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    Most (maybe all ?) sandboxes, protect against WRITING to sensitive areas. They do not protect against READING FROM sensitive areas, which is what APTs try to do when stealing info.
     
  18. adrenaline7

    adrenaline7 Registered Member

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    This was my hunch too.

    So what is the solution to prevent reading sensitive areas? Encryption, EMET and DEP, Limited User Account, UAC, 2 way firewall, AV with web/network filter? All the above?
     
  19. Hungry Man

    Hungry Man Registered Member

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    Chrome's sandbox should prevent reads.

    Sandboxie can be configured to do so as well.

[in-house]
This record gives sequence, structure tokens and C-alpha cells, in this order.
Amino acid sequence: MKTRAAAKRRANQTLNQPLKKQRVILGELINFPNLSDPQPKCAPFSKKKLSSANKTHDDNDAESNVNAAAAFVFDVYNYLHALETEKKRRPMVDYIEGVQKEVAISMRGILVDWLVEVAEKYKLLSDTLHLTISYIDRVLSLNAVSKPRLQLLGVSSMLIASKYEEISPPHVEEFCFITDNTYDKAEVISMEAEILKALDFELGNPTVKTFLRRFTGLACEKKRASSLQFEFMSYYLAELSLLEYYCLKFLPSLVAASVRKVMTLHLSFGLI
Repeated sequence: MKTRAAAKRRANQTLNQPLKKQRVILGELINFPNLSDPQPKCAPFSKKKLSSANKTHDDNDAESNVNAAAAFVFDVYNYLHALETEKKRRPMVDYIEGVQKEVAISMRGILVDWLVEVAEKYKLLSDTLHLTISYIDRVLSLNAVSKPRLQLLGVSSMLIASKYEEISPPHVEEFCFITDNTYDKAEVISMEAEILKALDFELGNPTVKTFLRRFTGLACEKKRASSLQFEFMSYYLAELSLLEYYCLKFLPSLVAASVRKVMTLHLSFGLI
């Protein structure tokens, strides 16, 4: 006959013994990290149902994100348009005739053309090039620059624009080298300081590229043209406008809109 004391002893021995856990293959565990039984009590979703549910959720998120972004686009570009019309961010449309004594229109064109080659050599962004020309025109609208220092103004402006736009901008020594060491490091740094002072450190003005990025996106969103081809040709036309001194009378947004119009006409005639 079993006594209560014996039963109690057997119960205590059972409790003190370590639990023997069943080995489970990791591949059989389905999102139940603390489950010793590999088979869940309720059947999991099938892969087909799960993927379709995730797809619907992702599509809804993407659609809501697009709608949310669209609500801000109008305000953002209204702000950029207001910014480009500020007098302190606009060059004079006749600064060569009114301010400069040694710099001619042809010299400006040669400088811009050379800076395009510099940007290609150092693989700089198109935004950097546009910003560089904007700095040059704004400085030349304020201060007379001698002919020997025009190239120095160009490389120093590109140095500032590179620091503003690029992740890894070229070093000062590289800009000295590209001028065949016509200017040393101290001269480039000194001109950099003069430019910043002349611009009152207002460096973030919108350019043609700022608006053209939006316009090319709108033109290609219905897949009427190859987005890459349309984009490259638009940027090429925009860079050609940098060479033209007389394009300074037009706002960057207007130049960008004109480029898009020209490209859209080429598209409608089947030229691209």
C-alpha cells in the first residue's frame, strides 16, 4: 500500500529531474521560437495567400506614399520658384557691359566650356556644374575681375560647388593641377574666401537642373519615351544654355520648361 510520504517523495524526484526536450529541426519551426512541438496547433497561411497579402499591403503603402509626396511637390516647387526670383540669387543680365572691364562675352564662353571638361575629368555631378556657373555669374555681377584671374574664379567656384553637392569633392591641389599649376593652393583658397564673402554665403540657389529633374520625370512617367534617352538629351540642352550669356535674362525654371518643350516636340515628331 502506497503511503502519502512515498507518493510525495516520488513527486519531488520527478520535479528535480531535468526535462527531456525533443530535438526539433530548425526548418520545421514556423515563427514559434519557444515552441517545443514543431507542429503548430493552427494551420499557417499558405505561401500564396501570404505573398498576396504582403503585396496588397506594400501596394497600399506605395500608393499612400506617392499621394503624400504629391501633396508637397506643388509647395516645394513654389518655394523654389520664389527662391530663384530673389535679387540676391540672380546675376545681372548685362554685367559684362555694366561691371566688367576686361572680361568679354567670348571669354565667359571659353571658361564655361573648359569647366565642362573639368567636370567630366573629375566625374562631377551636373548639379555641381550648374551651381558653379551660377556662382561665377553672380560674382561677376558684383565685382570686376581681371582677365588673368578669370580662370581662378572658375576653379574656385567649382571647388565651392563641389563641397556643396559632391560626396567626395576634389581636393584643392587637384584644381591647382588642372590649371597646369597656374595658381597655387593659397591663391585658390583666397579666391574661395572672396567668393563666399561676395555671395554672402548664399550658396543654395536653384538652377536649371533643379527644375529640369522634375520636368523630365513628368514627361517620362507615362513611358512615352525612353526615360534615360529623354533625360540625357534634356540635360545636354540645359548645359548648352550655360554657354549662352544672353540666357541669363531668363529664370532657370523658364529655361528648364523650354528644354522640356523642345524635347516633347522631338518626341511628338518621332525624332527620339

Anyways, Security Suites almost always rely on detection. And when they don't they rely on the user. So they're guaranteed failures.
     
  20. Mover

    Mover Registered Member

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    How so ? Could you elaborate a bit on why Chrome's sandbox prevents reads?

    Another thing to note is that it seems that sandboxes work better on a 32 bit OS compared to 64 bit OS for some reason.
     
  21. Hungry Man

    Hungry Man Registered Member

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    32bit vs 64bit really depends on the sandbox and its mechanics.

    Chrome's sandbox uses various tokens that prevent reading files of higher integrity levels. An analysis of its sandbox has shown no read or write access to the file system/ registry.
     
  22. Mover

    Mover Registered Member

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  23. J_L

    J_L Registered Member

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    How about encryption of sensitive data and advanced Firewall/HIPS that monitors all suspicious behaviour and connections? There are also ways of masking your presence online.